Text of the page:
Posted by Sandy Warren on Nov 06, 2017
Opioid Epidemic Exists in Ventura County,
But Local Law Enforcement is Making Progress
The abuse of opioid-based narcotics, including commonly prescribed drugs such as Vicodin, OxyContin, and Percocet, has reached epidemic proportions nationwide. California, for example, recorded a 20-percent increase in opioid-related deaths year-to-year. For Ventura County, however, the outlook was not quite so bleak - deaths from opioid use actually decreased by 23 percent over the same period.
Sergeant Victor Fazio of the Ventura County Sheriff's Department was our speaker on Monday, November 6. He credits the positive results to his Department's collaborative approach in dealing with the problem. "We work with schools, community groups, and others to get the message out about the dangers of opioid abuse," he said. A 23-year veteran of the Sheriff's Department, Sergeant Fazio performs undercover work as part of his duties. For that reason, he asked that no photographs be taken during his presentation to Ventura Rotary South.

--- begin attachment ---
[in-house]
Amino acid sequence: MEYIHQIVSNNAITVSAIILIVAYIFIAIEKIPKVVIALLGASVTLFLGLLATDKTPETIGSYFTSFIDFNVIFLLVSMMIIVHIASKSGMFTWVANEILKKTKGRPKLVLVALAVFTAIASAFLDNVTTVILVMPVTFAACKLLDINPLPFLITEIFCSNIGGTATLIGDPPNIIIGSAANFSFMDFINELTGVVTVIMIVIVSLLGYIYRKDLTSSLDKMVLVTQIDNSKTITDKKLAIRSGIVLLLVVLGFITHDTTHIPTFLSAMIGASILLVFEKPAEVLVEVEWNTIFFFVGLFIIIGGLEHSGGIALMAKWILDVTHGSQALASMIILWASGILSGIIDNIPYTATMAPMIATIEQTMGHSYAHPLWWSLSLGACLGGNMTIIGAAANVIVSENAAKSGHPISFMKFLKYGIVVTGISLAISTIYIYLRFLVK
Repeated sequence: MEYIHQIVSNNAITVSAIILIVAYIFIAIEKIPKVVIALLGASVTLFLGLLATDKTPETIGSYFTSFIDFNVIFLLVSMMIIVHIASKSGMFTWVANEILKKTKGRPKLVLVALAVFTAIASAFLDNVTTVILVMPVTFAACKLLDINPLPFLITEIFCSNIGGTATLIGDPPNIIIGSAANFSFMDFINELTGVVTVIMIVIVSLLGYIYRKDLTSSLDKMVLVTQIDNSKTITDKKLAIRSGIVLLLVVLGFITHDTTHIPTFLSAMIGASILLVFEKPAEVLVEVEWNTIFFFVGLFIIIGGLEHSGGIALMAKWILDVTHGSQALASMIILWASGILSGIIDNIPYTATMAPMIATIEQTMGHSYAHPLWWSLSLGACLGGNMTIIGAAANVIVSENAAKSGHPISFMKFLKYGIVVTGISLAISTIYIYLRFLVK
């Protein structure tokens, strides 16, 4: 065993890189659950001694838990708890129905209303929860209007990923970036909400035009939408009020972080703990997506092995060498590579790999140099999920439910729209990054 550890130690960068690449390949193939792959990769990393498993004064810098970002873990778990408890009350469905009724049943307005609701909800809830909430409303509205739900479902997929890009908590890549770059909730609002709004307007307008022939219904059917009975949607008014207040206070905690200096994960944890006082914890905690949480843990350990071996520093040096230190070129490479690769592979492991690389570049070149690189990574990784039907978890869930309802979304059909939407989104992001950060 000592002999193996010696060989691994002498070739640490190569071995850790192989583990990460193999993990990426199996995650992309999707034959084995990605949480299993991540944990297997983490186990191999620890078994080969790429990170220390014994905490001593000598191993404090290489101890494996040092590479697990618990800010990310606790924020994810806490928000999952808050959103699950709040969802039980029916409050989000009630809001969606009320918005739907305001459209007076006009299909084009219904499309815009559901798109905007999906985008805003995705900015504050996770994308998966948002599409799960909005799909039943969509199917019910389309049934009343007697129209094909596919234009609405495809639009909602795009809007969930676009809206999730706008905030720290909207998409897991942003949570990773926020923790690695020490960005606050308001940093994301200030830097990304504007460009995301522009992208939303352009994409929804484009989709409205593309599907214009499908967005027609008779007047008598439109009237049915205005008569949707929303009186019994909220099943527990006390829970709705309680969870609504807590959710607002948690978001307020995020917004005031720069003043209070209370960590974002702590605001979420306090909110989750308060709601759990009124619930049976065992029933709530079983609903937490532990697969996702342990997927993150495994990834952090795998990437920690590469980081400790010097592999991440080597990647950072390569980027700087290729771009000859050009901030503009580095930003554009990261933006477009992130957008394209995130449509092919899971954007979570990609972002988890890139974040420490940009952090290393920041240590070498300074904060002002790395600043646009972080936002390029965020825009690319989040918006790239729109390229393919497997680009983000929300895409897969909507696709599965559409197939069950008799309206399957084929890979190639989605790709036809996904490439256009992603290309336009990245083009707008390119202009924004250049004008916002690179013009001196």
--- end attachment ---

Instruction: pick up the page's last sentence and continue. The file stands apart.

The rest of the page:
A portion of Sergeant Fazio's eye-opening remarks dealt with the history of opioid promotion by the pharmaceutical industry. In 1996, for example, sales of the popular drug OxyContin totaled $46 million. Just four years later, that figure soared to $1.1 billion. Early on in their promotion and advertising, opioids were characterized as non-addictive, an absolute falsehood.
With numerous questions from the audience, Sergeant Fazio was unable to present all of the information he had planned to share. By virtually unanimous acclamation, our members invited him back to a future meeting. Thank you, Sergeant, for a sobering look at one of today's most critical public safety issues!